Menu Home

From an Omelet to Personal Pronouns

Update on the Port's COVID-19 response Learn more.

October 27, 2020

This blog post was written by a Pathfinder at Seattle-Tacoma International Airport (SEA).

October 21 was International Pronouns Day, a day with a mission to make respecting, sharing, and educating about personal pronouns commonplace. Although the actual day has passed, it’s still a good time as any to talk about the importance of pronouns. 

I work as a Pathfinder at the airport. I help passengers navigate the airport, find their way around, and get them to where they need to be. 

On the lanyard that holds my Port employee badge, I wear a button that displays my pronouns — She/Her/They/Them. This is my way of letting people know how they should refer to me. This is also my way to inform passengers, their family members, airport employees, and anyone that I interact with, that I am aware of and have sensitivity to the complex nature of gender identities. 
 
The pronoun button is meant to describe you. It is meant to let people know how to address you in a way that corresponds with how you identify. It's a way to make people feel welcome and safe. Whether you’re cisgender, transgender, non-binary, two-spirit, or any other way you might identify, sharing your pronouns and asking people’s pronouns gives people another way to show up as their full selves.  

For more than 10 years, I have worn pronouns button at work and on my backpack. I often receive compliments — “Hey! I like your pin!” or “That’s very cool!” — and questions — “What does that mean? or “Why do you wear it?” Wearing a pronoun button is a great way to start a conversation and engage people’s curiosity. 

Several days ago, as I was working at the airport information desk, a passenger approached me and asked, “Where can I have an omelet?” While I was searching “omelet” on the SEA app, the passenger pointed to my pronoun button and said, “I like your pin! Where did you get it?” The desire for an omelet was put on hold. 

We talked for several minutes about where I got the button, why I wear the button, and the importance of pronouns. She was very open to listening and learning, and I learned that this passenger uses the same pronouns that I use. So, I gave her my button. She immediately put it on her sweater, and I went back to trying to find out where she could get an omelet.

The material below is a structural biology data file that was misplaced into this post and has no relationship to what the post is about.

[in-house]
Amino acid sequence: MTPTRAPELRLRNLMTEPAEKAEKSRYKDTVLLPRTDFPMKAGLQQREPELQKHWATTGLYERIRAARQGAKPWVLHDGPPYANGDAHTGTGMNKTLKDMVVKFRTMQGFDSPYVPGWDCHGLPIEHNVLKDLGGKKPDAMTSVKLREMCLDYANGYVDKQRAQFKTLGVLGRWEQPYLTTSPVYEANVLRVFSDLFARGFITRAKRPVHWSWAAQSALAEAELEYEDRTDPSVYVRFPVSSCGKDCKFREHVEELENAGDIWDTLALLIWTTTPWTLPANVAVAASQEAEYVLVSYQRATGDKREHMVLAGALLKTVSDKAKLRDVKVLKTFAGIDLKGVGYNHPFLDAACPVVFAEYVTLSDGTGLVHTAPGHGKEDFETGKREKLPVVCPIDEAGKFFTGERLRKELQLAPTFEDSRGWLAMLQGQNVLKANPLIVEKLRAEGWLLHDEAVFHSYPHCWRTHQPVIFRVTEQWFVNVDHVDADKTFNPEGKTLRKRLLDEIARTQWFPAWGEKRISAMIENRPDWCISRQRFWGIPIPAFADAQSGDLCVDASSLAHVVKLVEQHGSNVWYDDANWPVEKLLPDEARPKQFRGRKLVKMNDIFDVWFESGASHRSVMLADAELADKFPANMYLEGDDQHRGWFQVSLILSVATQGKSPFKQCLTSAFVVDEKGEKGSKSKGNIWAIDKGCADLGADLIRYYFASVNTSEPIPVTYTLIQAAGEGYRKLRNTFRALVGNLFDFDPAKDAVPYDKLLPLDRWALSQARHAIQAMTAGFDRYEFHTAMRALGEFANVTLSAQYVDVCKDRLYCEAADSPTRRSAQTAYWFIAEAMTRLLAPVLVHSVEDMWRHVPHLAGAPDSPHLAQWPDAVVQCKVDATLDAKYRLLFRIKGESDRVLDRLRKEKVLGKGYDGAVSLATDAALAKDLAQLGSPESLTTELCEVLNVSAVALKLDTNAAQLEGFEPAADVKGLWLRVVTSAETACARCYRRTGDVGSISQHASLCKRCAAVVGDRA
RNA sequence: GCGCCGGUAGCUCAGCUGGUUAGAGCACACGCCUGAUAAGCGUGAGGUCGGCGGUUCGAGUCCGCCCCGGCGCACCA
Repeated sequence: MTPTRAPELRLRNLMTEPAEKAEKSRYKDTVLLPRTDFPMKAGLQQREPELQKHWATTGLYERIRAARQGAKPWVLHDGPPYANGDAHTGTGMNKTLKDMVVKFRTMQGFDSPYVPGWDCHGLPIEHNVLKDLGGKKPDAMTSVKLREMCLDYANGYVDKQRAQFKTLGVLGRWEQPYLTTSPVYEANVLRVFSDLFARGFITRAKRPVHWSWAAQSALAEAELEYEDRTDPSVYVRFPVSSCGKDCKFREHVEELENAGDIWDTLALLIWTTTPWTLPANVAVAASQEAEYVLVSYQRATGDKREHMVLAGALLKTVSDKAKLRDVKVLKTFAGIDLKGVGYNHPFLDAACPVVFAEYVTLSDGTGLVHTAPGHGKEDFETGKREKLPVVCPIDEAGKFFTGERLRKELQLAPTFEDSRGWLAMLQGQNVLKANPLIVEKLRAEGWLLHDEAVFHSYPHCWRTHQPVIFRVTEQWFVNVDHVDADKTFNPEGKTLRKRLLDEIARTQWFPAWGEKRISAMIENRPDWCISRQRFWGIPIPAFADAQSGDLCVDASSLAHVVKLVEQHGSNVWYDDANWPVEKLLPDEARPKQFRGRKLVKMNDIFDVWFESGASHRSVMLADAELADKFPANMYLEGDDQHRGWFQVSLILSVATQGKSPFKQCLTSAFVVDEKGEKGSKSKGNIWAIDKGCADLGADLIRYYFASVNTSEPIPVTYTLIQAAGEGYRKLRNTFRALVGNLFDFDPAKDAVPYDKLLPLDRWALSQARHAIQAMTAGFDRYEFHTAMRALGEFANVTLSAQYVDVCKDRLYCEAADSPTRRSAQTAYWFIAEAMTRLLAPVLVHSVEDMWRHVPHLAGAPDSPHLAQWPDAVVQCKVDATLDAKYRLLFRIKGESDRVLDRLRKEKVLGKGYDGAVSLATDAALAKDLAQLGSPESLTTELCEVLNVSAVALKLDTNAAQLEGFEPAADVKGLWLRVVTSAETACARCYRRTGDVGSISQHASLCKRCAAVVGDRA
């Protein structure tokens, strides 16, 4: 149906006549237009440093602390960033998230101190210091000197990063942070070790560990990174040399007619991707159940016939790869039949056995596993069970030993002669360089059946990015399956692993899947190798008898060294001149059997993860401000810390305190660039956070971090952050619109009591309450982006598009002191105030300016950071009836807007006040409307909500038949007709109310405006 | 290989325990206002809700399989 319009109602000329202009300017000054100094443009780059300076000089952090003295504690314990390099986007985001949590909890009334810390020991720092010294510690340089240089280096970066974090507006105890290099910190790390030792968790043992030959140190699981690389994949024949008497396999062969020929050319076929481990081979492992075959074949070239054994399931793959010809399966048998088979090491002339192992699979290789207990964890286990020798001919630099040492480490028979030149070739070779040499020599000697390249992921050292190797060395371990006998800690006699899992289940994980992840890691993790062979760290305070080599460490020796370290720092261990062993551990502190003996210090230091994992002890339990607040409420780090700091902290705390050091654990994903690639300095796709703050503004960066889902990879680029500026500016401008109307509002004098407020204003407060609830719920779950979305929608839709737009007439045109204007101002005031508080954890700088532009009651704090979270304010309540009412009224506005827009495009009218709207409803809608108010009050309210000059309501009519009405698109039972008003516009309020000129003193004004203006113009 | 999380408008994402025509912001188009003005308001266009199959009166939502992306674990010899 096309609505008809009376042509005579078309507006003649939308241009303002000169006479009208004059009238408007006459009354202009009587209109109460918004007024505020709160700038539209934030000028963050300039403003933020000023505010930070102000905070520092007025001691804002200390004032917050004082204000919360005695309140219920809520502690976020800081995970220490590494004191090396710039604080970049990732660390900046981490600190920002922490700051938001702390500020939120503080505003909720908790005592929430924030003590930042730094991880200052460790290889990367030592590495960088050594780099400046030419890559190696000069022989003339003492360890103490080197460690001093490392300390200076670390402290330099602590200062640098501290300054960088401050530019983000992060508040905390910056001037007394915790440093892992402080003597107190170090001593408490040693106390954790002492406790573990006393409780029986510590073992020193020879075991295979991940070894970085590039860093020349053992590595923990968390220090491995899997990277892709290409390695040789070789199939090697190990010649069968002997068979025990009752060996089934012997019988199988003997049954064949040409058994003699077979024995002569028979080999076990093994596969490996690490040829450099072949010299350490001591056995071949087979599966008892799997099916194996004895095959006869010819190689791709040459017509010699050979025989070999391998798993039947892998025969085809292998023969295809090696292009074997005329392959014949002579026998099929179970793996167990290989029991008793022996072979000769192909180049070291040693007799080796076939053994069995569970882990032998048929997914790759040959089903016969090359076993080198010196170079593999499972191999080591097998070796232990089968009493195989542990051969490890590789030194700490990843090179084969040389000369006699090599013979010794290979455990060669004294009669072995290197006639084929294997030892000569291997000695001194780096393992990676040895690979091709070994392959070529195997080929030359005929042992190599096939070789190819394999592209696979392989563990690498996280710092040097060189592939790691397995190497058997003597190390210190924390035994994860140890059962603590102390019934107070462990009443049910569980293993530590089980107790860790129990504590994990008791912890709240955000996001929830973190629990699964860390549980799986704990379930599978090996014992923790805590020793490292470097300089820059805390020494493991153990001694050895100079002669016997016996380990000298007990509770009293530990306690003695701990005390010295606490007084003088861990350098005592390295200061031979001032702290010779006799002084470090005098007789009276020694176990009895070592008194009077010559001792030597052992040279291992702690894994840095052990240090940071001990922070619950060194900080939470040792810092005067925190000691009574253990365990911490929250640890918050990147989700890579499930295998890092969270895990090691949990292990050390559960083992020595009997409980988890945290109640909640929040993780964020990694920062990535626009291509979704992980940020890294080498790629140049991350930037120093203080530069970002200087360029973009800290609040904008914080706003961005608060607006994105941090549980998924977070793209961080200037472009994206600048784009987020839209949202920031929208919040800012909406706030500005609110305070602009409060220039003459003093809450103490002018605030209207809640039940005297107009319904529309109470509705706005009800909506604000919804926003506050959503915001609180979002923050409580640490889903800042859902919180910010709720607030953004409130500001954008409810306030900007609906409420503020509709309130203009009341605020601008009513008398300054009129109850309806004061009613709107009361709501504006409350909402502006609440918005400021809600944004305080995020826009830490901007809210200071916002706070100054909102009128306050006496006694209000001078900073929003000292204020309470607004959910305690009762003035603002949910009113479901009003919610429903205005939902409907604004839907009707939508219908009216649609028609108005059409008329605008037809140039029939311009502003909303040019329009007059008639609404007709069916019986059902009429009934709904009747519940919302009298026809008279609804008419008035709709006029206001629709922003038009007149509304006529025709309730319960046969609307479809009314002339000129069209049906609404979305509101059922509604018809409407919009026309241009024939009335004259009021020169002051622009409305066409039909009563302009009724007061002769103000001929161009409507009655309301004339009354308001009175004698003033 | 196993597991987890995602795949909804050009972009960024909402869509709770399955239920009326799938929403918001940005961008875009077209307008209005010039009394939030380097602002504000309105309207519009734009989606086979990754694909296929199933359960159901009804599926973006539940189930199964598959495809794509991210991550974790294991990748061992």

When the passenger went on her way, she looked so happy wearing her new button, and the encounter truly made my day. I hope that our conversation empowered her in some way to educate others and be sensitive to the importance of using someone’s desired pronouns. 

It may not seem like a lot, but the language we use to refer to people is important. Just like we ask people what their name is, we should all get into the habit of asking others what pronouns they use. Asking people to share their pronouns helps to eliminate assumptions that we make about people, and it creates a space where people feel they are respected. Referring to people by the pronouns they determine for themselves is basic to human dignity. Being referred to by the wrong pronouns can be harmful, particularly for trans and gender-nonconforming people.

Wearing the pronoun pin has a message. Be authentic. Be proud. You define who you are, and you are one of a kind. And I support that. 

At Seattle-Tacoma International Airport, we're here to help and to support travelers of every pronoun.

Learn more about our work in equity, diversity, and inclusion by subscribing to the Equity Alive! newsletter

Related to From an Omelet to Personal Pronouns

Back to Top